'Backstrom': TV Review
A misanthrope who is obvious and predictable. So, yeah, a possible hit for America.
I almost didn't review Backtstrom because it felt so calculatedly jaded that my negative reaction to it might somehow be expected and thus become some kind of proof to a fictional character that his incessantly jaded view of the world was somehow correct.
But I decided to post something short just in case I'm right about this thing right here: Backstrom could run for five-plus seasons.
I just wanted to throw that out there, somewhere other than Twitter, so that it would be official and years later, when Backstrom is still on, I could say, "I saw what they were up to and I called it. Because the world is stupid."
First, let's get the essentials out of the way very quickly. Rainn Wilson plays the title character, a Portland detective who is apparently the biggest misanthrope on the planet. He's racist, mean, unhappy, drinks too much, eats bad food, is rude to everyone and is also — not much of a surprise here — very good at his job. People tolerate him because he's good at closing cases. Well, sort of. I'm not even really sure about that because the procedural element producing cases of the week is, well, weak. The plots are boring. Probably because the plots simply serve to give viewers at home an easy puzzle to solve. No, Backstrom, created by Hart Hanson (Bones) from a series of Swedish books, is really a character drama, and, because network television has to really stand out to get noticed, Backstrom is a character who really stands out for his unlikable nature.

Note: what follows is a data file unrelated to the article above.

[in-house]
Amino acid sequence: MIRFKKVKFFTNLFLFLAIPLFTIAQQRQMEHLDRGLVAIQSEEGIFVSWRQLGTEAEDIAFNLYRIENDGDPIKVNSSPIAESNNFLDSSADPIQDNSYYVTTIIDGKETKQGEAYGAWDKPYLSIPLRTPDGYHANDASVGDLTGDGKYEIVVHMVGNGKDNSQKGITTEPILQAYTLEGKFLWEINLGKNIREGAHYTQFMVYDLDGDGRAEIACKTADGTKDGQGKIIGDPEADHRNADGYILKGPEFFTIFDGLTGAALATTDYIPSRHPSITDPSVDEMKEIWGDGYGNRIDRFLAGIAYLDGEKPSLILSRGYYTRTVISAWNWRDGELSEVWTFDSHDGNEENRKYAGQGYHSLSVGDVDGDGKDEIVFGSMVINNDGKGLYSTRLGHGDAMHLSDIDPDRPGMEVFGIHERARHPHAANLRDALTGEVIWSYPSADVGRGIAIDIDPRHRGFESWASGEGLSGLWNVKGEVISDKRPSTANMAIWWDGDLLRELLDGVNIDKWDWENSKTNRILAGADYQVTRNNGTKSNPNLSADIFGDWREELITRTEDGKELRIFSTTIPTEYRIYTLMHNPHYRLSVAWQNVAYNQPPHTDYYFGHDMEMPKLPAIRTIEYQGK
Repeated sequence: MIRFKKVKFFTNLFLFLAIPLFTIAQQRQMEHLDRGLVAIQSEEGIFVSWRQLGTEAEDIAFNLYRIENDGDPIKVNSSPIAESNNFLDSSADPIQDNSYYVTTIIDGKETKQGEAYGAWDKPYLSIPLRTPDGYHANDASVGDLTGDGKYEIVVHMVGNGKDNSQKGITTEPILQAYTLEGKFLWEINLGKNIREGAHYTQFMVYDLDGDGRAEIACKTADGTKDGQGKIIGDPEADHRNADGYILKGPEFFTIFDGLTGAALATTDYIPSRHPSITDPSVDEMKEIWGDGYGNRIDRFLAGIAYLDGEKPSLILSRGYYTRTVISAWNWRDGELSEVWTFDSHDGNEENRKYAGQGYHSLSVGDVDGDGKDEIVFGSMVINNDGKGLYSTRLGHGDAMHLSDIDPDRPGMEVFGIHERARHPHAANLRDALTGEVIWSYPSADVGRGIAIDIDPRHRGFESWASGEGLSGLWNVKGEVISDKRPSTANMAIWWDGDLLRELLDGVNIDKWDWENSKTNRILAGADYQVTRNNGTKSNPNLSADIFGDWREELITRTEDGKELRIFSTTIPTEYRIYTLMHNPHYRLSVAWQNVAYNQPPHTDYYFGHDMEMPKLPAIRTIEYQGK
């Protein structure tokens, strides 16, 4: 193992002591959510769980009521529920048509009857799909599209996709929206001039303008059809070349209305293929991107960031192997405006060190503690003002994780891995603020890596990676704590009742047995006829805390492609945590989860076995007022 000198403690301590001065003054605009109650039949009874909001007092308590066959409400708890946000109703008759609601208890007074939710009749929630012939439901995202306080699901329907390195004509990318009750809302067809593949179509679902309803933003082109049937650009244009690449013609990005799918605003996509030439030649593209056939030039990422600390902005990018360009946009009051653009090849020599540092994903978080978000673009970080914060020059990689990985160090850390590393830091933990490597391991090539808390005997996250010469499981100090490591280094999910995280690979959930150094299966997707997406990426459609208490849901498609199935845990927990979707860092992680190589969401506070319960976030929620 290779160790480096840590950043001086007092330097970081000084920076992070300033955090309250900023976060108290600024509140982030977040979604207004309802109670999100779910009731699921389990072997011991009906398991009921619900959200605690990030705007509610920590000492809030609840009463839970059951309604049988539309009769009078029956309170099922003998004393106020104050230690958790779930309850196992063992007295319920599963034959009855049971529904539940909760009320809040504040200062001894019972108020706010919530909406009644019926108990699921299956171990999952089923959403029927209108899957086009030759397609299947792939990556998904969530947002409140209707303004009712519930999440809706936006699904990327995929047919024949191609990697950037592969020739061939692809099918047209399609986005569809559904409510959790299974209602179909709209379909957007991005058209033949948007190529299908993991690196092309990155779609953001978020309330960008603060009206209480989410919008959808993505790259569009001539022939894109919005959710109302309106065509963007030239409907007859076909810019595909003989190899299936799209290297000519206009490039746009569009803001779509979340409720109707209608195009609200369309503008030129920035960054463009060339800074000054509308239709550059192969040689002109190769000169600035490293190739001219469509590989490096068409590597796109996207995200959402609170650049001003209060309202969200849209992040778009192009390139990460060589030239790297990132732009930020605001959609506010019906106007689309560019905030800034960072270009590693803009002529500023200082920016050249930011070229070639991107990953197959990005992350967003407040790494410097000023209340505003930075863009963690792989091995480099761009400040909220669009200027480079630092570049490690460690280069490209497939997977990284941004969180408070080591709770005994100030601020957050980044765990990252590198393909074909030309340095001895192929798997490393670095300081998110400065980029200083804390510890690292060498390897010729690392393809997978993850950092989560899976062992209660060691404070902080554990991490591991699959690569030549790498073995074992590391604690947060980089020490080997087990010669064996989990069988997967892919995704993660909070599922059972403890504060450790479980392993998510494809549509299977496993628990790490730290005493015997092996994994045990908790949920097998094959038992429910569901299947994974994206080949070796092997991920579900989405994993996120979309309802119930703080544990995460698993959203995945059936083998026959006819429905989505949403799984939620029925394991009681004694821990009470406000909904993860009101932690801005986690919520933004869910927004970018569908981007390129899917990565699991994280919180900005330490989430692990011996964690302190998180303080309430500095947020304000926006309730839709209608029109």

My cynicism thinks that maybe all parties involved know this will work, that the show will run for a long time and make everybody money. So I'm going to predict that it does.
Of course, Backstrom could tank and I'll just say "I knew that, too." So, I'm covered.
Truth is, part of me wonders if the past regime at Fox (the new regime is not responsible for this — a note that I add to prove that I actually have some redeeming qualities, unlike Backstrom) pushed Hanson, whose Bones has been a reliable crutch for the network for years, to give them another crutch ASAP lest they topple over. (Which they did, with the former entertainment president being fired and his replacements putting on Backstrom because there's really nothing else on the shelves).
I would admire the manipulative process behind that, actually. It's a cutthroat business. If you need a misanthrope to not be ultimately redeemed, to not wink at the camera because underneath it all he's a good guy, well, I can support the audacity of that. Because on the one hand it says, "This is how we beat cable." On the other it says, "And because Americans are mean sons of bitches and they might see themselves here and find the reflection flattering instead of awful."
That's gaming the system on a level I can appreciate.
Then again, that's probably really overthinking it. I mean, Backstrom is pretty bad on a number of levels and can't ultimately be forgiven for wasting Dennis Haysbert. That's as wrong as Backstrom the character's boundary-pushing offenses.
Backstrom the show probably shouldn't get credit for boundary pushing, either, when the pushing is offensive even when it's predictable. All that stuff I said above about it secretly being like a cynical Trojan horse that might be appreciated for its audacity years from now is pretty daft as well. I was just trying to be hopeful. Unlike Backstrom, the character.
See, I needed a reason to review Backstrom the show, when reviewing it seemed so pointless. That said, if Backstrom does run for five seasons, I'm the sly devil who predicted it even though I take no joy in predicting it.